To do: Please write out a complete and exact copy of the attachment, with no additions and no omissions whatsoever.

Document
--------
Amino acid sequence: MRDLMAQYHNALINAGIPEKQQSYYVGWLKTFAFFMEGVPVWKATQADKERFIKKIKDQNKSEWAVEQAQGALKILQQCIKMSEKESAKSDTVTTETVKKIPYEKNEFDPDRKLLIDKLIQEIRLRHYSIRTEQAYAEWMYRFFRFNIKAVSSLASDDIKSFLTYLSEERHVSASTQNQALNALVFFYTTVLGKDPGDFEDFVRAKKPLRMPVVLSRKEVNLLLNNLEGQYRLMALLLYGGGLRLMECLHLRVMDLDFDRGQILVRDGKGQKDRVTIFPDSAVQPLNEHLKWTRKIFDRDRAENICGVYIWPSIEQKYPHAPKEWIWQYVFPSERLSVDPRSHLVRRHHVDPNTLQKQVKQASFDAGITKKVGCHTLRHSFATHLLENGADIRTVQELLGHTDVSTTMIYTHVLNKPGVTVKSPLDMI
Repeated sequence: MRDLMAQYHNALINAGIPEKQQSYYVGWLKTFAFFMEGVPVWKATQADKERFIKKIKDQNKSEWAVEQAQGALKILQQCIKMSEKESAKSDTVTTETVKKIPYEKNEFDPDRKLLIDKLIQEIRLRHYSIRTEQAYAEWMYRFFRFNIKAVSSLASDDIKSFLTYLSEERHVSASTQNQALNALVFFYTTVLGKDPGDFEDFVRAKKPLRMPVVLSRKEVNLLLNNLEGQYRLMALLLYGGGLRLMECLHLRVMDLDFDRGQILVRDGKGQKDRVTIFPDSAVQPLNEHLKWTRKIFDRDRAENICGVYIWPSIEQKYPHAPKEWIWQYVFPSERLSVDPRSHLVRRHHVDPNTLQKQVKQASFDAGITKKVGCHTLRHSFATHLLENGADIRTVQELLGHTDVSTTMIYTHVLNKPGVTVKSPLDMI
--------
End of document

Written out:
Amino acid sequence: MRDLMAQYHNALINAGIPEKQQSYYVGWLKTFAFFMEGVPVWKATQADKERFIKKIKDQNKSEWAVEQAQGALKILQQCIKMSEKESAKSDTVTTETVKKIPYEKNEFDPDRKLLIDKLIQEIRLRHYSIRTEQAYAEWMYRFFRFNIKAVSSLASDDIKSFLTYLSEERHVSASTQNQALNALVFFYTTVLGKDPGDFEDFVRAKKPLRMPVVLSRKEVNLLLNNLEGQYRLMALLLYGGGLRLMECLHLRVMDLDFDRGQILVRDGKGQKDRVTIFPDSAVQPLNEHLKWTRKIFDRDRAENICGVYIWPSIEQKYPHAPKEWIWQYVFPSERLSVDPRSHLVRRHHVDPNTLQKQVKQASFDAGITKKVGCHTLRHSFATHLLENGADIRTVQELLGHTDVSTTMIYTHVLNKPGVTVKSPLDMI
Repeated sequence: MRDLMAQYHNALINAGIPEKQQSYYVGWLKTFAFFMEGVPVWKATQADKERFIKKIKDQNKSEWAVEQAQGALKILQQCIKMSEKESAKSDTVTTETVKKIPYEKNEFDPDRKLLIDKLIQEIRLRHYSIRTEQAYAEWMYRFFRFNIKAVSSLASDDIKSFLTYLSEERHVSASTQNQALNALVFFYTTVLGKDPGDFEDFVRAKKPLRMPVVLSRKEVNLLLNNLEGQYRLMALLLYGGGLRLMECLHLRVMDLDFDRGQILVRDGKGQKDRVTIFPDSAVQPLNEHLKWTRKIFDRDRAENICGVYIWPSIEQKYPHAPKEWIWQYVFPSERLSVDPRSHLVRRHHVDPNTLQKQVKQASFDAGITKKVGCHTLRHSFATHLLENGADIRTVQELLGHTDVSTTMIYTHVLNKPGVTVKSPLDMI